The interior layouts are designed primarily for families that do not do much extended offshore cruising other than, week ending, a hop to the Bahamas, out to Catalina, or down to the VI. Mostly the folks buying new boats today are not in the 3% or less category that will ever cross an ocean. Boat buyers 25-30 years ago were a somewhat different breed, they bought the boat from the outside in and the interior space and livability were of secondary concern. That is not true today, customers (want, desire) demand roomy comfortable interiors. Owners want a big comfortable center line or athwartship berth that they can lounge around in at anchor and at the dock get a good nap, sleep at night, or entertain friends and family. That's maybe not what you want and you're correct; there are few if any good sea berths in these configurations. And the fact is, that dealers know all this and aren't going to take an interior designed for that 3% or less crowd. They making a living selling boats (not paying the floor plan company). So when you go through a boat show or visit the dealer or go aboard Mr. and Mrs. X's boat in your marina the interior you're most likely to see is the one just described.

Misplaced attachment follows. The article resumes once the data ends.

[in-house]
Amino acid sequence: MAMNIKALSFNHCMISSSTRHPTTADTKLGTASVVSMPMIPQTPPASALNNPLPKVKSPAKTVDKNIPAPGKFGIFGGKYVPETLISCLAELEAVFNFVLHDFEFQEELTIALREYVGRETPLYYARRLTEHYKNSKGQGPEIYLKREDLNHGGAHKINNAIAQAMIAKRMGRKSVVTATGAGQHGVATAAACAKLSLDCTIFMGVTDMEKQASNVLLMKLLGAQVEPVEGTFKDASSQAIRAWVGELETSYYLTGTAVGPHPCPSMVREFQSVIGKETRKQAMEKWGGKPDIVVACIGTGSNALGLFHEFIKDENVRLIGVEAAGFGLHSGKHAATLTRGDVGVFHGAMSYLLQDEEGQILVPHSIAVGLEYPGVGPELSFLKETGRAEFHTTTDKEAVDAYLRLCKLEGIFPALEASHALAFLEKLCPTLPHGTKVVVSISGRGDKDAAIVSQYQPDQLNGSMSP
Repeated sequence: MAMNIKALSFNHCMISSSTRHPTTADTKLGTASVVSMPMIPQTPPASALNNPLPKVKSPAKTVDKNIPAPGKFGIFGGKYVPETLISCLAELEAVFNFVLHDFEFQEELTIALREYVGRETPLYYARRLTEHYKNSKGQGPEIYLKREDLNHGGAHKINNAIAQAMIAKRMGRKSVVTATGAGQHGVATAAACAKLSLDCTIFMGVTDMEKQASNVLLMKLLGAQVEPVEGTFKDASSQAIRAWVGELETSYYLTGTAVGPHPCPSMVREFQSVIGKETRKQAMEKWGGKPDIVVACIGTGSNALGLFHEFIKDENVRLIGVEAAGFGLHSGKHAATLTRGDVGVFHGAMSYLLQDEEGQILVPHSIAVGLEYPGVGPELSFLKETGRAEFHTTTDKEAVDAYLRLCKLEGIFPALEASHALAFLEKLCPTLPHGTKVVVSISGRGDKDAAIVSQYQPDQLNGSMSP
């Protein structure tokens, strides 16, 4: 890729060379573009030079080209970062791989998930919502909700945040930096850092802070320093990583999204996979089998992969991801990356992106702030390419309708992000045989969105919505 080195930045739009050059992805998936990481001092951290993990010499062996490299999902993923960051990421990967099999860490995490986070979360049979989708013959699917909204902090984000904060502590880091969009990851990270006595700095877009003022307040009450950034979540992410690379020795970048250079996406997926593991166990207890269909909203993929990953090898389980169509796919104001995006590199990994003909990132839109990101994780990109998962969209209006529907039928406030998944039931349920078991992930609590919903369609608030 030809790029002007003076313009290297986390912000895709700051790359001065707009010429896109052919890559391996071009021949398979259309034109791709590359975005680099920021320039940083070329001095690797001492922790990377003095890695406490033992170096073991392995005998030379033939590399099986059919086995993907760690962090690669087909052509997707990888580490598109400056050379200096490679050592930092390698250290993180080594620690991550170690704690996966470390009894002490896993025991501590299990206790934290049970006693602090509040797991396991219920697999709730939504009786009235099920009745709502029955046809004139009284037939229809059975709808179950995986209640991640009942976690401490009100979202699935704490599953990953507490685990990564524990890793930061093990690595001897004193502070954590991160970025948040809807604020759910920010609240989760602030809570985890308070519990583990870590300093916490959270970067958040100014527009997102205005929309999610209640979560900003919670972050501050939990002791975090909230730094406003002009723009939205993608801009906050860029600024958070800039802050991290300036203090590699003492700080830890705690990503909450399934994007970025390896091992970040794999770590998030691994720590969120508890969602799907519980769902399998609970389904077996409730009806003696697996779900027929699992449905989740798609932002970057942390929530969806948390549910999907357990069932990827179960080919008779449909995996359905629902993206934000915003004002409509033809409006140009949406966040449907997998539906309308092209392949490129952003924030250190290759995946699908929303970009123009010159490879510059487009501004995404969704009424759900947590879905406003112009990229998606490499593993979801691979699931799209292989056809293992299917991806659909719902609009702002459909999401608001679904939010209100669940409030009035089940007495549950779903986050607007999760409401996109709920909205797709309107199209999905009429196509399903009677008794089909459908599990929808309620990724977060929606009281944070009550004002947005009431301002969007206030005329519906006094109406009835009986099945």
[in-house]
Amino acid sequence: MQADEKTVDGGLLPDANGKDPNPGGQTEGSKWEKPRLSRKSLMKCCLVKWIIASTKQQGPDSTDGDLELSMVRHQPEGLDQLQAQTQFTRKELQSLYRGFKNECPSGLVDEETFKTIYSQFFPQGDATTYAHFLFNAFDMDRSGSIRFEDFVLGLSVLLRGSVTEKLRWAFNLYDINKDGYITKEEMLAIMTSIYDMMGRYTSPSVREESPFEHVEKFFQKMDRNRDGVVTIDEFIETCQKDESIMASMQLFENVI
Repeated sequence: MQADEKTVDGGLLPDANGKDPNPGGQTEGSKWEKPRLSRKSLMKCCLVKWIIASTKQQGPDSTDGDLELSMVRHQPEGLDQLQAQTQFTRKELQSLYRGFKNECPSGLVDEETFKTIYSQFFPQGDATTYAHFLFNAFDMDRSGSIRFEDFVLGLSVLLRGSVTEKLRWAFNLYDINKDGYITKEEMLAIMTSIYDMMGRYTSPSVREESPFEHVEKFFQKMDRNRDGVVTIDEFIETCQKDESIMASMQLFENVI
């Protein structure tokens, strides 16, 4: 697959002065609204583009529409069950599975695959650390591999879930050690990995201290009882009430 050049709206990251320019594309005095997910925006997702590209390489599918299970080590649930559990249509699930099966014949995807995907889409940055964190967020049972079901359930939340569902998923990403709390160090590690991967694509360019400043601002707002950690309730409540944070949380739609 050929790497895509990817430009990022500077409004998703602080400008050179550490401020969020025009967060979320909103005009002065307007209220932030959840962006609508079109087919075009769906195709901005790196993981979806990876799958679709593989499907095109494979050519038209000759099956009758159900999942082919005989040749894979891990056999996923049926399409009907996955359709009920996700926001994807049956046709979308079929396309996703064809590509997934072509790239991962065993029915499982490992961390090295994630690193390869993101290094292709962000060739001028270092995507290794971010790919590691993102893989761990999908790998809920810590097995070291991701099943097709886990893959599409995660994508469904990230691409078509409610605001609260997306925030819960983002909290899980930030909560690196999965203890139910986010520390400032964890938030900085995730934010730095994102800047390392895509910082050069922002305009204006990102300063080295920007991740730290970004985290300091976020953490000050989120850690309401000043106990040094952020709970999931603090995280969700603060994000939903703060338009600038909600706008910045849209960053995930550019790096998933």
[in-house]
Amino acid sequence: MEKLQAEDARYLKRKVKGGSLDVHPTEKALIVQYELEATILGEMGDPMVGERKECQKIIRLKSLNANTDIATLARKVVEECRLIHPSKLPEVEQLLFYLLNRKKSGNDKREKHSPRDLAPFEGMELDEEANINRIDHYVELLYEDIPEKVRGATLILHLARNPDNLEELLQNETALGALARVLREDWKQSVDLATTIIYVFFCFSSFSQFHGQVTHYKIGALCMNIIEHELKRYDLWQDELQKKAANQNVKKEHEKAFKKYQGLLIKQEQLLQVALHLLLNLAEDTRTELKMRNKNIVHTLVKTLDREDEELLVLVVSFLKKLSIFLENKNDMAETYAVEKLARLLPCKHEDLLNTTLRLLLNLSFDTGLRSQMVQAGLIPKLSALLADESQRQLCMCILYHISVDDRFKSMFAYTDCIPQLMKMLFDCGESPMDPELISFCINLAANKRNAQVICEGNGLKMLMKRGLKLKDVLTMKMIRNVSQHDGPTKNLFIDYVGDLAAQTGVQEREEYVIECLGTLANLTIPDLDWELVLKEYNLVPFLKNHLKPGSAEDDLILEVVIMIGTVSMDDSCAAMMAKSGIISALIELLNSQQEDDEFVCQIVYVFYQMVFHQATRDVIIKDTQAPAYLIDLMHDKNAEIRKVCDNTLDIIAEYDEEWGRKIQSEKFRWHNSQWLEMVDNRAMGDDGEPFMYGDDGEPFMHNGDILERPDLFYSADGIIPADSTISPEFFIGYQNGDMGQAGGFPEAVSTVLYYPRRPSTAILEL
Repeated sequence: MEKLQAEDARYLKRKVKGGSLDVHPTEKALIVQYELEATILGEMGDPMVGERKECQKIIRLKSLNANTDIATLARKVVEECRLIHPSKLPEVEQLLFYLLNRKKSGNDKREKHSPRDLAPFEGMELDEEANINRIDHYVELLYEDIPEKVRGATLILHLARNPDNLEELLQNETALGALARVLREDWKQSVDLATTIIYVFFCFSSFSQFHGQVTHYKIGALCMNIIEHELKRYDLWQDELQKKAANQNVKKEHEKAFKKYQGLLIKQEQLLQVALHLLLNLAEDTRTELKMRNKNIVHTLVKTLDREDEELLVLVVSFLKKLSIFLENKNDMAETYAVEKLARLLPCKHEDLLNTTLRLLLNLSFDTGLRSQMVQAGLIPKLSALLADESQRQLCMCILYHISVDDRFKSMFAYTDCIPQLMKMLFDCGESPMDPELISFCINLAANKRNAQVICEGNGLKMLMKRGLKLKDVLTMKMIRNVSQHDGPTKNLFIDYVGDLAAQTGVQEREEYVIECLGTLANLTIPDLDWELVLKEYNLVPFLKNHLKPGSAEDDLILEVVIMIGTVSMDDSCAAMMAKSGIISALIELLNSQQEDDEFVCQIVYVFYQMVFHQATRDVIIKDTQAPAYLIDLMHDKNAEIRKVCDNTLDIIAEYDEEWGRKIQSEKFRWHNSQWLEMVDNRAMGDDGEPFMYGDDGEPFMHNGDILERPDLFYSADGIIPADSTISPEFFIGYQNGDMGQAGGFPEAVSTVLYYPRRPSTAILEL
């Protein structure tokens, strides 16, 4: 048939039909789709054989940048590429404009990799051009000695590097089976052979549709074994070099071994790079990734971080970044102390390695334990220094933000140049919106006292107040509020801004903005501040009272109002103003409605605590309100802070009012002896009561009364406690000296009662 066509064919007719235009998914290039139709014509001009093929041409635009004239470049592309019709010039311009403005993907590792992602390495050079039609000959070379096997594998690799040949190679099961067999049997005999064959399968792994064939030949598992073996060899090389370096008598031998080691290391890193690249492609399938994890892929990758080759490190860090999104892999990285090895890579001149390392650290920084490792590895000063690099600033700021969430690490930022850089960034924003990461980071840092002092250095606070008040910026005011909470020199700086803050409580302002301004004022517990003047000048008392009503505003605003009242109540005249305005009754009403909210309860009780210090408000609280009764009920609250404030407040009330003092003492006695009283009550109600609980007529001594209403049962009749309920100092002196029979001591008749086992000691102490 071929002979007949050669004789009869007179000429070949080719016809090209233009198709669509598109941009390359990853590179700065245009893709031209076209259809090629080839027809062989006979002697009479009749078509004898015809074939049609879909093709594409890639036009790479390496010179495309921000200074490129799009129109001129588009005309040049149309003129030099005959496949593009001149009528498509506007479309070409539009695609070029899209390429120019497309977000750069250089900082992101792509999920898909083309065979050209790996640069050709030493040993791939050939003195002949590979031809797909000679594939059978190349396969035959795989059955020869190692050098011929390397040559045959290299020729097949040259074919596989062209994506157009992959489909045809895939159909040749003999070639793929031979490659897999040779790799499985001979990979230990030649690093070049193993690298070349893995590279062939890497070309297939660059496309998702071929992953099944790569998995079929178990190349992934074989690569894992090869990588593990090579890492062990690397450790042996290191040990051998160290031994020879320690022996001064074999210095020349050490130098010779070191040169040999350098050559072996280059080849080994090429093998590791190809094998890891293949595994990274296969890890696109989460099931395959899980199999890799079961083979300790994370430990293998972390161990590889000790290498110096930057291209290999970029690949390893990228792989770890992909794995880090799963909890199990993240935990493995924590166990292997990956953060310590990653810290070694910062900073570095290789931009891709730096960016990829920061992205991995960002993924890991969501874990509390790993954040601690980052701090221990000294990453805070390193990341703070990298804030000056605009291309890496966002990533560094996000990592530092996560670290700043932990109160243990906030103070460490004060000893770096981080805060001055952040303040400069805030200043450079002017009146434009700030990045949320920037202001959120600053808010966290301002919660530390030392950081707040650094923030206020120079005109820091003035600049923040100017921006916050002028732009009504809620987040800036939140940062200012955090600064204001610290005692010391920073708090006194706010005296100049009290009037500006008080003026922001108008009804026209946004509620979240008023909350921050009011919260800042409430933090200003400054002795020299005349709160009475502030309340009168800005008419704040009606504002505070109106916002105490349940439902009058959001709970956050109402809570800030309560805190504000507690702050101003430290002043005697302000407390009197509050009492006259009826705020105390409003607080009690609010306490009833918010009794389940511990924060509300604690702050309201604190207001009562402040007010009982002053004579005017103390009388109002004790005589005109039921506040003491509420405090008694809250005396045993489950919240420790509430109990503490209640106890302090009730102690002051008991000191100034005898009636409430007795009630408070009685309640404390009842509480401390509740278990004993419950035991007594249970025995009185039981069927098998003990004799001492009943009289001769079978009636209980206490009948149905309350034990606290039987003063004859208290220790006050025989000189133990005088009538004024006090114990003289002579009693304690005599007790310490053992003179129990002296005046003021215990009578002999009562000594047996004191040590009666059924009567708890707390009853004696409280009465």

Obviously you are part of the 97% Hunter was targeting. Not that there is anything wrong with that.
I wanted to come back around to this because you keep saying I should "re-read it".

I actually linked to this very article on my brilliant blog where I walked through "How We Got To Hunter". So, I've read it. Very carefully. In fact, my buddy at SN, Jeff Halpern, is the guy who interviewed Jim (BTW - Jeff's a very fair, stand-up moderator. I respect him.)

Now, what you strangely snipped out in your quote above (unless you're being intentionally antagonizing for some weird reason) is the rest of that paragraph of Jim's quote - which is very relevant to this debate...